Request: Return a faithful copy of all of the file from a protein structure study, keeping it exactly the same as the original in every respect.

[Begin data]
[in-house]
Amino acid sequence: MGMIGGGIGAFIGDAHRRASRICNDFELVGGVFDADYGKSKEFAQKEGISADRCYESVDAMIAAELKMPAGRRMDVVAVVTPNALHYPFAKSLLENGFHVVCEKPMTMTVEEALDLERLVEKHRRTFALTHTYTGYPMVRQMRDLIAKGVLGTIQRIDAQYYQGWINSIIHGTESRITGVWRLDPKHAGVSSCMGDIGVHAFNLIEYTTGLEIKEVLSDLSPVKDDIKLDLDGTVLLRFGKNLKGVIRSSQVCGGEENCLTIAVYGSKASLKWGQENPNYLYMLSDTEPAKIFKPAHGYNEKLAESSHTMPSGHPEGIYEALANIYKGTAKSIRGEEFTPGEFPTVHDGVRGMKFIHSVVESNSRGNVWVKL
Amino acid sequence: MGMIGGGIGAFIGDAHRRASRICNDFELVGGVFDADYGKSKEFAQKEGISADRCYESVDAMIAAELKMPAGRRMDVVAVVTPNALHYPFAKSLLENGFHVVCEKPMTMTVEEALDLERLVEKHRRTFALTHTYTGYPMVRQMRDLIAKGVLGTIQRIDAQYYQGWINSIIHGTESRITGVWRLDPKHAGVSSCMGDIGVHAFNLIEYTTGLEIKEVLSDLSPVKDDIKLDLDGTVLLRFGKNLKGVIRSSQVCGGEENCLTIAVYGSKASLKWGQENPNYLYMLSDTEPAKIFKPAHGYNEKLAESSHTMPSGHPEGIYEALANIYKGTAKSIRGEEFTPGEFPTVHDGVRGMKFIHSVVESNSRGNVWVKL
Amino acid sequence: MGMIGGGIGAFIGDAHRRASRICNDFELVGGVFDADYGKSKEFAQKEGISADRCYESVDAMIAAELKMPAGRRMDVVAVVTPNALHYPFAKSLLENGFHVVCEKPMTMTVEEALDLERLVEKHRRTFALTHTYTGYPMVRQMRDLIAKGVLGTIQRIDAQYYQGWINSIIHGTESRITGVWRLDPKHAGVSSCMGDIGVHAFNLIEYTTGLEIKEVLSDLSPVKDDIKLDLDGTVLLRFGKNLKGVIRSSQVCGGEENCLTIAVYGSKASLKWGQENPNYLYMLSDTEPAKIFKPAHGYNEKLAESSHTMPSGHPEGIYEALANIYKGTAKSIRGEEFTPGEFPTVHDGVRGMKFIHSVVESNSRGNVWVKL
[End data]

[in-house]
Amino acid sequence: MGMIGGGIGAFIGDAHRRASRICNDFELVGGVFDADYGKSKEFAQKEGISADRCYESVDAMIAAELKMPAGRRMDVVAVVTPNALHYPFAKSLLENGFHVVCEKPMTMTVEEALDLERLVEKHRRTFALTHTYTGYPMVRQMRDLIAKGVLGTIQRIDAQYYQGWINSIIHGTESRITGVWRLDPKHAGVSSCMGDIGVHAFNLIEYTTGLEIKEVLSDLSPVKDDIKLDLDGTVLLRFGKNLKGVIRSSQVCGGEENCLTIAVYGSKASLKWGQENPNYLYMLSDTEPAKIFKPAHGYNEKLAESSHTMPSGHPEGIYEALANIYKGTAKSIRGEEFTPGEFPTVHDGVRGMKFIHSVVESNSRGNVWVKL
Amino acid sequence: MGMIGGGIGAFIGDAHRRASRICNDFELVGGVFDADYGKSKEFAQKEGISADRCYESVDAMIAAELKMPAGRRMDVVAVVTPNALHYPFAKSLLENGFHVVCEKPMTMTVEEALDLERLVEKHRRTFALTHTYTGYPMVRQMRDLIAKGVLGTIQRIDAQYYQGWINSIIHGTESRITGVWRLDPKHAGVSSCMGDIGVHAFNLIEYTTGLEIKEVLSDLSPVKDDIKLDLDGTVLLRFGKNLKGVIRSSQVCGGEENCLTIAVYGSKASLKWGQENPNYLYMLSDTEPAKIFKPAHGYNEKLAESSHTMPSGHPEGIYEALANIYKGTAKSIRGEEFTPGEFPTVHDGVRGMKFIHSVVESNSRGNVWVKL
Amino acid sequence: MGMIGGGIGAFIGDAHRRASRICNDFELVGGVFDADYGKSKEFAQKEGISADRCYESVDAMIAAELKMPAGRRMDVVAVVTPNALHYPFAKSLLENGFHVVCEKPMTMTVEEALDLERLVEKHRRTFALTHTYTGYPMVRQMRDLIAKGVLGTIQRIDAQYYQGWINSIIHGTESRITGVWRLDPKHAGVSSCMGDIGVHAFNLIEYTTGLEIKEVLSDLSPVKDDIKLDLDGTVLLRFGKNLKGVIRSSQVCGGEENCLTIAVYGSKASLKWGQENPNYLYMLSDTEPAKIFKPAHGYNEKLAESSHTMPSGHPEGIYEALANIYKGTAKSIRGEEFTPGEFPTVHDGVRGMKFIHSVVESNSRGNVWVKL